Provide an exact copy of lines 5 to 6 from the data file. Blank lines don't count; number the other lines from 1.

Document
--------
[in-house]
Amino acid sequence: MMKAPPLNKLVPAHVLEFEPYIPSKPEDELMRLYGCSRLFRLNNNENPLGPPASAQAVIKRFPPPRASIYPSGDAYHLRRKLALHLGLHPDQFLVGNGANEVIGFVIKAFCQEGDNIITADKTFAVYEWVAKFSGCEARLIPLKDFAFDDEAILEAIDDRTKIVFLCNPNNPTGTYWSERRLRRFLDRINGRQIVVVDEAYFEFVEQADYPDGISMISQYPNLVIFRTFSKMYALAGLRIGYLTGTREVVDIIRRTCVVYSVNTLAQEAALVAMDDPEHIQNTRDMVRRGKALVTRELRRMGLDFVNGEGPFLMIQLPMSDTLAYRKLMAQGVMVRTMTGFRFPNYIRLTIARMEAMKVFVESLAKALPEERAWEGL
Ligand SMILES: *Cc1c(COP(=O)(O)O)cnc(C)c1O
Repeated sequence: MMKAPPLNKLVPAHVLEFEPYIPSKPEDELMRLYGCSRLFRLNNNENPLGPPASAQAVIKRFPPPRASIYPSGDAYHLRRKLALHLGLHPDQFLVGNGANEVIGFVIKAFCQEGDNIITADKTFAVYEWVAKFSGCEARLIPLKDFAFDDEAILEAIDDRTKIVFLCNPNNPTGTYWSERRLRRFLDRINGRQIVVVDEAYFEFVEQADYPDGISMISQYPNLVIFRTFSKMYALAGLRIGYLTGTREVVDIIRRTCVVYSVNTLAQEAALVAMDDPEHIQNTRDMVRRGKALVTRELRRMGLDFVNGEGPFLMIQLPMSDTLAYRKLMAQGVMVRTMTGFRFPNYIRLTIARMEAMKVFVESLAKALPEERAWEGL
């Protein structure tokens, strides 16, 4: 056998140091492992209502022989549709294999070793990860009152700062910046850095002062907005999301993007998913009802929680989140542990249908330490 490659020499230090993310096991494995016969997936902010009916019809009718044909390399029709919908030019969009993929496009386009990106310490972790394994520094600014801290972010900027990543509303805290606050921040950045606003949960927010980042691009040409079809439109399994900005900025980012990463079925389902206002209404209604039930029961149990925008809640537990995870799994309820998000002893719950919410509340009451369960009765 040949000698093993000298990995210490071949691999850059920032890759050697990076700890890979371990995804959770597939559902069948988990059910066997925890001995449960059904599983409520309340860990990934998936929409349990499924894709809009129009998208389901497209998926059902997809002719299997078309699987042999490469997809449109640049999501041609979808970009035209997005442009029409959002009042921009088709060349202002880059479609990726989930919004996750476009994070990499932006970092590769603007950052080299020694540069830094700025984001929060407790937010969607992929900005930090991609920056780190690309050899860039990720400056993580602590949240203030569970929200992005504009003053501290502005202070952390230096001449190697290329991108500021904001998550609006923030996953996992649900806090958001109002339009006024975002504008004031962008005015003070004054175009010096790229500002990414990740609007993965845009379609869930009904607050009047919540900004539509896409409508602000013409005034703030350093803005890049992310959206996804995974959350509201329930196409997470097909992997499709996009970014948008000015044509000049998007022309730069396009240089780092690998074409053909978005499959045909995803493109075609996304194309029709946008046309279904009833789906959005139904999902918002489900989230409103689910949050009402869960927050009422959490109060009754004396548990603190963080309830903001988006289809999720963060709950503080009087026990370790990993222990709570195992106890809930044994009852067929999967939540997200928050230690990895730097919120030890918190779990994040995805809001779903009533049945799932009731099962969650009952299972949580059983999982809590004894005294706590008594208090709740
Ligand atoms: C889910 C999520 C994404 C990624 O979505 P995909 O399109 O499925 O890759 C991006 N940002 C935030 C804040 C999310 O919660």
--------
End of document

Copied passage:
């Protein structure tokens, strides 16, 4: 056998140091492992209502022989549709294999070793990860009152700062910046850095002062907005999301993007998913009802929680989140542990249908330490 490659020499230090993310096991494995016969997936902010009916019809009718044909390399029709919908030019969009993929496009386009990106310490972790394994520094600014801290972010900027990543509303805290606050921040950045606003949960927010980042691009040409079809439109399994900005900025980012990463079925389902206002209404209604039930029961149990925008809640537990995870799994309820998000002893719950919410509340009451369960009765 040949000698093993000298990995210490071949691999850059920032890759050697990076700890890979371990995804959770597939559902069948988990059910066997925890001995449960059904599983409520309340860990990934998936929409349990499924894709809009129009998208389901497209998926059902997809002719299997078309699987042999490469997809449109640049999501041609979808970009035209997005442009029409959002009042921009088709060349202002880059479609990726989930919004996750476009994070990499932006970092590769603007950052080299020694540069830094700025984001929060407790937010969607992929900005930090991609920056780190690309050899860039990720400056993580602590949240203030569970929200992005504009003053501290502005202070952390230096001449190697290329991108500021904001998550609006923030996953996992649900806090958001109002339009006024975002504008004031962008005015003070004054175009010096790229500002990414990740609007993965845009379609869930009904607050009047919540900004539509896409409508602000013409005034703030350093803005890049992310959206996804995974959350509201329930196409997470097909992997499709996009970014948008000015044509000049998007022309730069396009240089780092690998074409053909978005499959045909995803493109075609996304194309029709946008046309279904009833789906959005139904999902918002489900989230409103689910949050009402869960927050009422959490109060009754004396548990603190963080309830903001988006289809999720963060709950503080009087026990370790990993222990709570195992106890809930044994009852067929999967939540997200928050230690990895730097919120030890918190779990994040995805809001779903009533049945799932009731099962969650009952299972949580059983999982809590004894005294706590008594208090709740
Ligand atoms: C889910 C999520 C994404 C990624 O979505 P995909 O399109 O499925 O890759 C991006 N940002 C935030 C804040 C999310 O919660």